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WB, conservatism, community

Community | Caleb Stegall | Front Porch Republic.

With one of the most unique, eloquent, and deeply conservative voices of the late twentieth century, Wendell Berry has fashioned from his career a kind of long, poetic lament for the final passing of rural America and of its people, places, rites, and rituals. Community, for Berry, is ultimately about membership: it is a group of people embedded in a place and a network of memory who belong to one another. Within such a community, even individual moral decisions must account for that belonging. READ MORE ...

WB versus NAIS

Wendell Berry and Community Farm Alliance Protest NAIS in Kentucky.

Wendell Berry, also wearing a nice suit, said that the problem N.A.I.S. was supposed to solve was a problem caused by agricultural industrialists themselves, who now intended to use that problem as a pretext to further marginalize and limit the possibilities of small-scale agriculture. He said it was insulting to rural Kentuckians that USDA had hired policemen to be present at this listening session. He noted that USDA's fear of the people they were supposed to be serving made it clear what N.A.I.S. was all about. And he said that if NAIS were implemented, USDA was going to need far more than a couple of policemen to deal with the resistance and civil disobedience that would result. Naming Henry David Thoreau, Mahatma Gandhi and Martin Luther King Jr. as honorable examples of the tradition of non-violent non-compliance, Berry said he would absolutely not comply with N.A.I.S. As an older person, he said he had little to lose by going to jail for the sake of the younger generations whose lives and livelihoods would be threatened or eliminated by such oppression, and who still did have much to lose. READ MORE ...

Deneen cites WB

What Is to be Done? | Front Porch Republic.

Wendell Berry is the touchstone of this site, not only because he has long and best articulated an alternative vision to the dominant cultural, political and economic presuppositions of this nation of “boomers,” but because he has walked the walk, leaving a promising academic career in New York City to take up a life of greater “complexity” on the farm in Henry County, Kentucky. READ MORE ...

WB cited in Chicago

Giant Television Devours Chicago | Chicago Daily Observer.

Recently the actor Peter Kevoian delivered an excellent portrayal at Chicago’s Mercury Theatre of Screwtape, a senior devil who instructs his nephew, a junior tempter, on the art of corrupting human souls. I paraphrase one piece of advice: “Don’t give your human subject quiet time for reflection! Make NOISE! Surround him with NOISE!”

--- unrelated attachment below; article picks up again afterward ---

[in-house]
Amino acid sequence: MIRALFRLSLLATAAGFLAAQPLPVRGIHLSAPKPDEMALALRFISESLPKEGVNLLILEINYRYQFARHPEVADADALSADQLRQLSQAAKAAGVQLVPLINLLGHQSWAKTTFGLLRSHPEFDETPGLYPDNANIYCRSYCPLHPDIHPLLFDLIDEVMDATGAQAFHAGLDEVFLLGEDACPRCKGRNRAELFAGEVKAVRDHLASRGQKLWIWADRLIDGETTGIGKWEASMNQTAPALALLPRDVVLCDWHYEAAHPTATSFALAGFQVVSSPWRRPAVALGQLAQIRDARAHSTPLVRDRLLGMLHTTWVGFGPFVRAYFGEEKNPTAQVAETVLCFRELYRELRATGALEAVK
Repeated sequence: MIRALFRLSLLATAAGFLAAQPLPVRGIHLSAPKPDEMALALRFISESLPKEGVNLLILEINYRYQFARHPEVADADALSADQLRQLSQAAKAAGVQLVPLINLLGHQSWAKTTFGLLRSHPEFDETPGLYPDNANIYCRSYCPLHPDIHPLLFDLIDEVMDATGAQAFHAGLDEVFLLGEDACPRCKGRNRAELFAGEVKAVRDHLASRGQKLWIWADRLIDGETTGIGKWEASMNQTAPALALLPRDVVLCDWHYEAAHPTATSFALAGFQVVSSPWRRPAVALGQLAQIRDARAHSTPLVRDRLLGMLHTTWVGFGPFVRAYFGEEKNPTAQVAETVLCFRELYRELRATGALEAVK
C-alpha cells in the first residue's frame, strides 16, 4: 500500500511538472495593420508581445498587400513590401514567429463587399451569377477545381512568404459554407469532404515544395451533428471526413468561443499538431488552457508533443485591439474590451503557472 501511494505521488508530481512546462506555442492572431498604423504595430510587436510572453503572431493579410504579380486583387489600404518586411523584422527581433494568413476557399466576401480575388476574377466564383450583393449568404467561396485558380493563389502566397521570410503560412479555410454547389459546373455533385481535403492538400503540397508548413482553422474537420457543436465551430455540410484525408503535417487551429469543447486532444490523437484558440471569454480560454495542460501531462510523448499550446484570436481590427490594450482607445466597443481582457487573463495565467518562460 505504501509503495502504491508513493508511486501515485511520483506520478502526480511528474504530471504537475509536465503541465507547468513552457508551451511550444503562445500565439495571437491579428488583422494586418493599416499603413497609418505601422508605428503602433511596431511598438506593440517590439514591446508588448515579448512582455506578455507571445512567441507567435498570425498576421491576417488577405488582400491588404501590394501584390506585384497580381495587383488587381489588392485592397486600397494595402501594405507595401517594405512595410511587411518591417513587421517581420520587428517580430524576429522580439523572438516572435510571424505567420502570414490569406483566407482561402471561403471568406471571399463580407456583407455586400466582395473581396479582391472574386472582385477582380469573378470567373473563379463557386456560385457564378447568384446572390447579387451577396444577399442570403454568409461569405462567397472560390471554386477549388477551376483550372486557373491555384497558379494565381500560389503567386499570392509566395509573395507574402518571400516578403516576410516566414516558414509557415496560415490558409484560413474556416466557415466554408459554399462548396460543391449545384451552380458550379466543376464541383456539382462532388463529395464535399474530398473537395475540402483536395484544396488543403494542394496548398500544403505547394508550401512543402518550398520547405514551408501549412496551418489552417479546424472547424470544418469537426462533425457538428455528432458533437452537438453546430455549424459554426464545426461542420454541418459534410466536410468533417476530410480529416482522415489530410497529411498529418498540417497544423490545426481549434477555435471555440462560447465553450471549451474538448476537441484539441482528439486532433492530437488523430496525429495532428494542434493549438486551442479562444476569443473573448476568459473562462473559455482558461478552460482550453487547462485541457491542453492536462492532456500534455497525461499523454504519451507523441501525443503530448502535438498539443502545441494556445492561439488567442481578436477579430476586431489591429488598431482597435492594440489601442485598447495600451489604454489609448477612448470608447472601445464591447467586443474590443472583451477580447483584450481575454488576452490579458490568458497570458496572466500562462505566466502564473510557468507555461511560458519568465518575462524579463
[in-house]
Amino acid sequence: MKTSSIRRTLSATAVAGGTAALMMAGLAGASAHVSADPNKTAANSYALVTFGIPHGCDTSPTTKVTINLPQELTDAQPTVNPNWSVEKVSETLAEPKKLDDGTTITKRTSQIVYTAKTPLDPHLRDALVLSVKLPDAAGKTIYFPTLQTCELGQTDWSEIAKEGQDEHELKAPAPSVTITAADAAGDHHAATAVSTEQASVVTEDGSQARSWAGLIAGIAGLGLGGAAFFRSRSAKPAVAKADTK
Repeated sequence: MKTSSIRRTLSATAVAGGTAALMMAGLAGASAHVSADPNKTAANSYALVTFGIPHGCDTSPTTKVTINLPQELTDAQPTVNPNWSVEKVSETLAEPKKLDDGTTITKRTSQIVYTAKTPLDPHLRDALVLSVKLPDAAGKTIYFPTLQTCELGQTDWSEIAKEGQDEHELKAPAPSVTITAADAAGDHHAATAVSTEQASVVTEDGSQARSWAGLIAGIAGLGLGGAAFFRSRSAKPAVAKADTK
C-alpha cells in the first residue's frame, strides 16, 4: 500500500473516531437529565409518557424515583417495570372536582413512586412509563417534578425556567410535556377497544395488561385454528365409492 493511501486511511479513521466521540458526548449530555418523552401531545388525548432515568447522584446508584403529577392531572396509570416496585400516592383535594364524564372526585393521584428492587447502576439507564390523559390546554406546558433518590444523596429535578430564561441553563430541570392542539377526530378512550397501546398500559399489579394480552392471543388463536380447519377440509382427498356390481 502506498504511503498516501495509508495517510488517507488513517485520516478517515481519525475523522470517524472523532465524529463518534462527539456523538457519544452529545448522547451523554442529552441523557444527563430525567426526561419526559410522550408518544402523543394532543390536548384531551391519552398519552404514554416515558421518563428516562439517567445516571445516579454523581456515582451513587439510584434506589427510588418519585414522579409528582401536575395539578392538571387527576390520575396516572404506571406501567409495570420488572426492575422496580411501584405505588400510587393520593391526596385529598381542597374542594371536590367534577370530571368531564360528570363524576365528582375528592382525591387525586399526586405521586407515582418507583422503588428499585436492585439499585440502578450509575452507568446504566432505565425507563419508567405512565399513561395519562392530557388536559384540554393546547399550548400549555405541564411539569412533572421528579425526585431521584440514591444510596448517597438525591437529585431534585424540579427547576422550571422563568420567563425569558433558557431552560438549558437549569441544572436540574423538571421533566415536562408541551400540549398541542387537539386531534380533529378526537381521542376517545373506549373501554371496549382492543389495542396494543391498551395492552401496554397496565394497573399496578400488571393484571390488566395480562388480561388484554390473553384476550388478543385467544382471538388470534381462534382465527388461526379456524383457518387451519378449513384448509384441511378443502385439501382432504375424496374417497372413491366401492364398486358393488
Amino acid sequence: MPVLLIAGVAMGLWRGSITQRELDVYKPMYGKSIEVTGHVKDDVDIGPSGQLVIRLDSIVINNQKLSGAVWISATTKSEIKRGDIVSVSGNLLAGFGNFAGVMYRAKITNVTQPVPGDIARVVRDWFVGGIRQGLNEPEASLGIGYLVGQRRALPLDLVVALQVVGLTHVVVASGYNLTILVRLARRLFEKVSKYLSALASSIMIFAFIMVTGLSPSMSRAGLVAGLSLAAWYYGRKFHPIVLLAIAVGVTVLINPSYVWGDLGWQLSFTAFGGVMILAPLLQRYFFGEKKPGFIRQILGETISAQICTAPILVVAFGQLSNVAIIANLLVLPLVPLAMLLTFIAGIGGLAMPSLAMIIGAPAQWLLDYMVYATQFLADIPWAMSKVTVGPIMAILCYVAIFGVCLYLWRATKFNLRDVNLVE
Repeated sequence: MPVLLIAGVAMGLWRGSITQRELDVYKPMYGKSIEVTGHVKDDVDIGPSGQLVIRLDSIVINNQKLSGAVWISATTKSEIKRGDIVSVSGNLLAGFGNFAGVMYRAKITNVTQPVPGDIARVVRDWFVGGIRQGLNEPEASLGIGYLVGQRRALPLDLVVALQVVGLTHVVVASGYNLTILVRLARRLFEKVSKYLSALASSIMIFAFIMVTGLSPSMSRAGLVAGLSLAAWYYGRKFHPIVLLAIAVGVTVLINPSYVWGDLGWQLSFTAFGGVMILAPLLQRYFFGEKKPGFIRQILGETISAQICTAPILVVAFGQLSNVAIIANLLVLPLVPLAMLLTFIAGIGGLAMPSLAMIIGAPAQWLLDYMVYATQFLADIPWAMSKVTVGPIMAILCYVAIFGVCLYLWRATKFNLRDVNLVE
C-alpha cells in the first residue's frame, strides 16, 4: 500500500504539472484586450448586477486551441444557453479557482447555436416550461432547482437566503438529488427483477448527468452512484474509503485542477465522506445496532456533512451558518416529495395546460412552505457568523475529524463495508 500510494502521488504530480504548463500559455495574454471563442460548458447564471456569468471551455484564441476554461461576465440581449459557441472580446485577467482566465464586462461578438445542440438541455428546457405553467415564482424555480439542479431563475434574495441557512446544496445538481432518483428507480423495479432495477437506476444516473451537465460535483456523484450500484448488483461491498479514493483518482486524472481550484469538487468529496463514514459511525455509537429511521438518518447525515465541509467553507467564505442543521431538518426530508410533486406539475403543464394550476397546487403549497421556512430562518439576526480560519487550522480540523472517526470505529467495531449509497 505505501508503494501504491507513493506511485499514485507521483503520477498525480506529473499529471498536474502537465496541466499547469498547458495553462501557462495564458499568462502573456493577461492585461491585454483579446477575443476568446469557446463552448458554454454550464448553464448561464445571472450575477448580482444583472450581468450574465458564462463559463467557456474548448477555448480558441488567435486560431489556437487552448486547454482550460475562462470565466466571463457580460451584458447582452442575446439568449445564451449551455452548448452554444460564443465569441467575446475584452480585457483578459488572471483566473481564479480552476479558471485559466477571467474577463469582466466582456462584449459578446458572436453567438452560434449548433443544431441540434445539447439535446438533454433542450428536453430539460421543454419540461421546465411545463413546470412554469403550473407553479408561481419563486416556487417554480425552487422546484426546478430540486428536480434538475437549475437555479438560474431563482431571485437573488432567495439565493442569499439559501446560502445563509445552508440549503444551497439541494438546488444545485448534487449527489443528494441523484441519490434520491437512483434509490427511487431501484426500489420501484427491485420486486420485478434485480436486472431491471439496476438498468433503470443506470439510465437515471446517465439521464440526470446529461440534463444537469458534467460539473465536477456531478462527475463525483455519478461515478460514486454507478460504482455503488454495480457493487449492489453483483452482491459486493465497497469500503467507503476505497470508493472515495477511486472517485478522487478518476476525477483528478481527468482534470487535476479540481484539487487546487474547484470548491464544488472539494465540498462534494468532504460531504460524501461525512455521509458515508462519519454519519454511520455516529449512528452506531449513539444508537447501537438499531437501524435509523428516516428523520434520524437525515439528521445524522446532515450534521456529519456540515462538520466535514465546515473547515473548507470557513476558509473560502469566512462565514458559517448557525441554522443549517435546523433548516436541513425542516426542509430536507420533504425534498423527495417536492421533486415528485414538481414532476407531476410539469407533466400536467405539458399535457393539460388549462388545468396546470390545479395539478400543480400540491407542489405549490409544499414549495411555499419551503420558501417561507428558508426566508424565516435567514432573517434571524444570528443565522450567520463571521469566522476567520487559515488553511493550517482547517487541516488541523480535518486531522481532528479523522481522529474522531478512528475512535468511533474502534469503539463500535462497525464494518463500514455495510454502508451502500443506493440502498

And it’s noise we’ve got, with television screens chattering at us as we dine, pump gas and ride elevators, advertising mostly useless goods as part of what Wendell Berry calls an “economy based on anxiety, fantasy, luxury and idle wishing.”  READ MORE ...

New Andy Catlett in TPR

Threepenny: Berry, Early Education.

In grades one and two I was a sweet, tractable child who caused no trouble. I was "little Andy Catlett," the second of that name, the first being my Uncle Andrew who had raised more than his share of hell and mowed a wide swath among the ladies. My own public reputation so far was clean as a whistle. But in grade three I learned of the damage that could be done to a strict disciplinary harmony by a small discord, and I was never the same afterwards. READ MORE ...

A Blatant Plug for a Really Good Literary Magazine: Over the years, The Threepenny Review has provided me with much fictional, non-fictional, and poetical, thought-provoking goodness. Please check it out and consider a subscription for yourself. Thanks.

Gurney Norman profiled

Kentucky's new poet laureate is devoted to nurturing Appalachian literature - Books - Macon.

You can almost imagine him as a young UK freshman, wearing his ROTC uniform, listening to UK senior Wendell Berry deliver remarks about T.S. Eliot during an English Club panel discussion. In the summer 2005 issue of Appalachian Heritage, Berry relates this first encounter with a young Norman and his ardent curiosity. After the talk concluded, the freshman walked up to the senior and said, "Now tell me more about this T.S. Eliot."  READ MORE ...

Grassland reviewed

The Future, of Agriculture | IONIUM.

Wendell Berry, a farmer and renowned author of more than forty books and essays about culture and agriculture, provides a moving foreword for the book that stresses the importance of properly educating future farmers about the land and the roles of grasslands. Grassland was written to increase our awareness of the vital role grass and grassland plants have in ensuring a sustainable future for American agriculture.  READ MORE ...